I’m a big bike rider, so I love the Tour like football fans love the World Cup.
The Tour de France always begins with “The Grand Depart”. The title they give to the first stage of the great bike race. It is also a phrase that signals that the hard work is down the road and it will come up fast. The riders must prepare their mindset as much as their legs if they are to reach the finish line in Paris.
The TdF is a stage-based bike race, similar to those many beginnings in a person’s life. The tour has 21 unique and difficult stages, and each one is designed to produce challenge, pain, suffering and, ultimately, the satisfaction of completion. Only to have to do it all over again the next day.
Theresa, my wife, and I have created our own Grand Depart. We are moving from our home on Bainbridge Island, Washington to Europe. We have actually been trying to depart for ten months, but Covid-19 has delayed our journey. We have had a few challenges over the months but no suffering. It now appears we can move onto the next stage, which is deciding where we are to live. The stage following is to make The Depart.
We have begun a purposeful transition stage in our life; our world is about to experience big change. We are going to leave behind a community of friends and family we have lived with for over 22 years. We have sold, given away or stored almost everything we own.
Designed change has been happening for almost a year; the pace is about to increase, much like it does when the great climbers in the Tour reach the final stages.
The work gets real now.
Transitions happen all the time for people. Most of those transitions are small and pass unnoticed. It’s the big ones that can emotionally and mentally swamp people and organizations. Covid-19 has produced massive change in how we live and work. What Covid-19 has really delivered are multiple experiences, which have shown us how poorly we might be thinking through and managing transitions.
Transitions always involve new opportunities; it is the seduction of these new opportunities that capture our attention. For Theresa and I, the new opportunities include living in an interesting European community, traveling to other countries for a weekend and experiencing different cultures on a regular basis. We will have the opportunity to live a Rick Steves life instead of watching it on PBS.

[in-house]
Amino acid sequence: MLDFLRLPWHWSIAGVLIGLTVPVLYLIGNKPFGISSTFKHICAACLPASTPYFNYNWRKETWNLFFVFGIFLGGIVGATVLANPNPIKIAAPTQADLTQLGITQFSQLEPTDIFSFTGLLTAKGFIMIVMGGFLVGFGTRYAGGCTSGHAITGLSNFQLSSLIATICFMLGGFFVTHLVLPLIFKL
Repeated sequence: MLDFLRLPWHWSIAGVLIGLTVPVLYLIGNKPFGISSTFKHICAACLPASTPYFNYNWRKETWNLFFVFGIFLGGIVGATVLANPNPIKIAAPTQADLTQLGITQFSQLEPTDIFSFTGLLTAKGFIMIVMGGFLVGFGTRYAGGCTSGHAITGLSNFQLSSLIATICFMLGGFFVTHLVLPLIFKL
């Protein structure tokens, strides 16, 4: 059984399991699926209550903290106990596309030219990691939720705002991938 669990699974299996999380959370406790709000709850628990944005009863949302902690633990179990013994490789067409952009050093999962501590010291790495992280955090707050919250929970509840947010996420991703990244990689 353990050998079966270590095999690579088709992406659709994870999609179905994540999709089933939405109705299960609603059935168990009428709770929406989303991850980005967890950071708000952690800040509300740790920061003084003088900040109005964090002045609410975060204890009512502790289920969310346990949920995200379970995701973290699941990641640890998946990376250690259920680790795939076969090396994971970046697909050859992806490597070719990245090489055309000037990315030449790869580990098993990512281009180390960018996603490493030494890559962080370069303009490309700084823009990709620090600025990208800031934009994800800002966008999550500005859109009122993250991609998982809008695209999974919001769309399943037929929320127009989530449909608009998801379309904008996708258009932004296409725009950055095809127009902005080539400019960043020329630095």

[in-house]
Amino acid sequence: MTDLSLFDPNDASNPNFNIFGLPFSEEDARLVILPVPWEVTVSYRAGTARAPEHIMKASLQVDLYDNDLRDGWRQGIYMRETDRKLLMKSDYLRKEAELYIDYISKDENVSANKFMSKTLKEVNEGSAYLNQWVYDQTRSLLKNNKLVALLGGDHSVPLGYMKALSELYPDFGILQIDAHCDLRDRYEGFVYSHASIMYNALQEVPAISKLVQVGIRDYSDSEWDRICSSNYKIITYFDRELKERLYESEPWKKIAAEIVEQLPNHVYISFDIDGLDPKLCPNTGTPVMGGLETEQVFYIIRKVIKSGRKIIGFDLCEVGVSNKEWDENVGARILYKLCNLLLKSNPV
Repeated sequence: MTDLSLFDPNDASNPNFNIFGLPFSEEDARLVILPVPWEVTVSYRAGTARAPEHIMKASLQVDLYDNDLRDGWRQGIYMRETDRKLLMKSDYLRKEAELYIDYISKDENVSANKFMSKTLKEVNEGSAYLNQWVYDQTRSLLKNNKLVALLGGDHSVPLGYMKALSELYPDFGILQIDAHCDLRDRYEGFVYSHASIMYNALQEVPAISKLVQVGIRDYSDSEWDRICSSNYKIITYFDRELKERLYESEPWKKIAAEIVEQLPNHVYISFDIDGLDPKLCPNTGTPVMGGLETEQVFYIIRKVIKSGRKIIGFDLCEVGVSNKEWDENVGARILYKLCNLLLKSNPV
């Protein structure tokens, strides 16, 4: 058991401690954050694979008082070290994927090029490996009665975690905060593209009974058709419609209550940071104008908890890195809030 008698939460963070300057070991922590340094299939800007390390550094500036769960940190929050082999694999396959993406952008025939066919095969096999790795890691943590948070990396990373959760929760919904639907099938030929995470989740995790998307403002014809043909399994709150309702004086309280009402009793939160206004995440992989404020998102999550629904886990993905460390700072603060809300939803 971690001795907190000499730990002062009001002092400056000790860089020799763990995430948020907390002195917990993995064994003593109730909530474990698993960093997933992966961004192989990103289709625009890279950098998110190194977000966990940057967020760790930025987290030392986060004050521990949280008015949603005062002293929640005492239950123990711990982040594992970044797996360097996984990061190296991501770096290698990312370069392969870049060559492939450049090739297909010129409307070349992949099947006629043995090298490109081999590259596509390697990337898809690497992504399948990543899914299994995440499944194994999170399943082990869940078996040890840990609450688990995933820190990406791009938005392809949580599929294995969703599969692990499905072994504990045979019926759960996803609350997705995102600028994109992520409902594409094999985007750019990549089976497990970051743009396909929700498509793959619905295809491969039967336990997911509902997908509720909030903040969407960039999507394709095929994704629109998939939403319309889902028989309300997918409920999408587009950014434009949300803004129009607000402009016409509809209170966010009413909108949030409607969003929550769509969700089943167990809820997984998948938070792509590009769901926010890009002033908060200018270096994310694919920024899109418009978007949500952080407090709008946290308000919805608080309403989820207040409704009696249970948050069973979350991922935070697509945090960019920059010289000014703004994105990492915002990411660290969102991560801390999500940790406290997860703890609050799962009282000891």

Of course, as in the TdF, the mountain stages loom ahead. Those damn hard stretches when self-doubt and pain show up and test our will and commitment to the life we want to live. Anyone going through a significant change experience understands that hard challenges will come. Few people have planned and thought about how to handle those moments. There is a more useful approach to change and transition. It is the approach a wise leader prepares her team to address in advance.
Transitions alway have two elements: gains and losses. We humans love to focus on the gains. We are not so good at addressing pending losses. Losses challenge our values and our mindset.
Here are some questions to consider before you lead yourself or your team through a transition.
- What values do I/we need to keep as we move forward?
- What values do I/we need to leave behind because they will not serve us in the future?
- What values do I/we bring forward?
- What do I believe about that future? How do I test those beliefs?
- What is my contribution to the current mindset that needs to be challenged?
- How do I support other people in challenging my thinking?
- What are the weak signals that we are ignoring?
- Who are the contrarians, inside and outside the organization that we should include in our thinking?
- How will we address the losses that will come with transition?
- How much loss can people absorb and keep moving forward?
- What is the opportunity narrative I will tell the organization?
- How do I ground that narrative?
These are not the “right” questions or all the questions to ask yourself or your team. They are prompts to provoke an exploration of values and mindset that underpin our thinking. Reflecting on values and mindset reduces the odds of being punished by our blindspots. They increase our “leg” strength so we can get over the mountains of the transitions, so we can reach Paris.